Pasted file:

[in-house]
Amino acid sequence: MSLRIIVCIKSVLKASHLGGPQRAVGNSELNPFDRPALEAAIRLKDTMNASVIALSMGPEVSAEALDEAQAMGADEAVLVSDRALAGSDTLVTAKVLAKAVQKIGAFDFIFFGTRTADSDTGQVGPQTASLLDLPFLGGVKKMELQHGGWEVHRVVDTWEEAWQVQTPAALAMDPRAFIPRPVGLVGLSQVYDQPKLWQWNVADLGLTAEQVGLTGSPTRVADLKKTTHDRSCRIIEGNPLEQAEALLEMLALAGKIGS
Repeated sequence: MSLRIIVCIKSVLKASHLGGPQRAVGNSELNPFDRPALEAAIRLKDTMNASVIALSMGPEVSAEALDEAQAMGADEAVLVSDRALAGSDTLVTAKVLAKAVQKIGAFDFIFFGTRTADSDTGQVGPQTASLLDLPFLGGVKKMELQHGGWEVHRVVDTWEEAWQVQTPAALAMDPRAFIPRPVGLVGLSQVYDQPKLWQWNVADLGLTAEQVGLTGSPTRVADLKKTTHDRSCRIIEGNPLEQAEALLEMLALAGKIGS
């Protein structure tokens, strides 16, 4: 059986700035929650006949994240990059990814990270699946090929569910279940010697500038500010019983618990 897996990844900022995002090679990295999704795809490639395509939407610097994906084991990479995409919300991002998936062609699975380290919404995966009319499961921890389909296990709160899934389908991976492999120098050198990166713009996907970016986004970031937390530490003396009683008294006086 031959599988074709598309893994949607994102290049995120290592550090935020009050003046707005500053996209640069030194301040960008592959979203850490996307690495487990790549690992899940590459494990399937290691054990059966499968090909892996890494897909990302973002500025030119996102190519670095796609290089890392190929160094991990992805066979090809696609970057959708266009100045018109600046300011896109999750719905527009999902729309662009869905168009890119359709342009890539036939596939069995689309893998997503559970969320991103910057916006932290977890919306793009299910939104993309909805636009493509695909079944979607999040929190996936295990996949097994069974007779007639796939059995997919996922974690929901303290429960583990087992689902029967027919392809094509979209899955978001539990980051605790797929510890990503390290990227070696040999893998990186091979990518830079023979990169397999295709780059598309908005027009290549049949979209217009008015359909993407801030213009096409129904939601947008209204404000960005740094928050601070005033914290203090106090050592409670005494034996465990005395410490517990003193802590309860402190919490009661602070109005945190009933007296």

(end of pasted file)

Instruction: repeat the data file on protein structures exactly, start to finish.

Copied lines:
[in-house]
Amino acid sequence: MSLRIIVCIKSVLKASHLGGPQRAVGNSELNPFDRPALEAAIRLKDTMNASVIALSMGPEVSAEALDEAQAMGADEAVLVSDRALAGSDTLVTAKVLAKAVQKIGAFDFIFFGTRTADSDTGQVGPQTASLLDLPFLGGVKKMELQHGGWEVHRVVDTWEEAWQVQTPAALAMDPRAFIPRPVGLVGLSQVYDQPKLWQWNVADLGLTAEQVGLTGSPTRVADLKKTTHDRSCRIIEGNPLEQAEALLEMLALAGKIGS
Repeated sequence: MSLRIIVCIKSVLKASHLGGPQRAVGNSELNPFDRPALEAAIRLKDTMNASVIALSMGPEVSAEALDEAQAMGADEAVLVSDRALAGSDTLVTAKVLAKAVQKIGAFDFIFFGTRTADSDTGQVGPQTASLLDLPFLGGVKKMELQHGGWEVHRVVDTWEEAWQVQTPAALAMDPRAFIPRPVGLVGLSQVYDQPKLWQWNVADLGLTAEQVGLTGSPTRVADLKKTTHDRSCRIIEGNPLEQAEALLEMLALAGKIGS
């Protein structure tokens, strides 16, 4: 059986700035929650006949994240990059990814990270699946090929569910279940010697500038500010019983618990 897996990844900022995002090679990295999704795809490639395509939407610097994906084991990479995409919300991002998936062609699975380290919404995966009319499961921890389909296990709160899934389908991976492999120098050198990166713009996907970016986004970031937390530490003396009683008294006086 031959599988074709598309893994949607994102290049995120290592550090935020009050003046707005500053996209640069030194301040960008592959979203850490996307690495487990790549690992899940590459494990399937290691054990059966499968090909892996890494897909990302973002500025030119996102190519670095796609290089890392190929160094991990992805066979090809696609970057959708266009100045018109600046300011896109999750719905527009999902729309662009869905168009890119359709342009890539036939596939069995689309893998997503559970969320991103910057916006932290977890919306793009299910939104993309909805636009493509695909079944979607999040929190996936295990996949097994069974007779007639796939059995997919996922974690929901303290429960583990087992689902029967027919392809094509979209899955978001539990980051605790797929510890990503390290990227070696040999893998990186091979990518830079023979990169397999295709780059598309908005027009290549049949979209217009008015359909993407801030213009096409129904939601947008209204404000960005740094928050601070005033914290203090106090050592409670005494034996465990005395410490517990003193802590309860402190919490009661602070109005945190009933007296």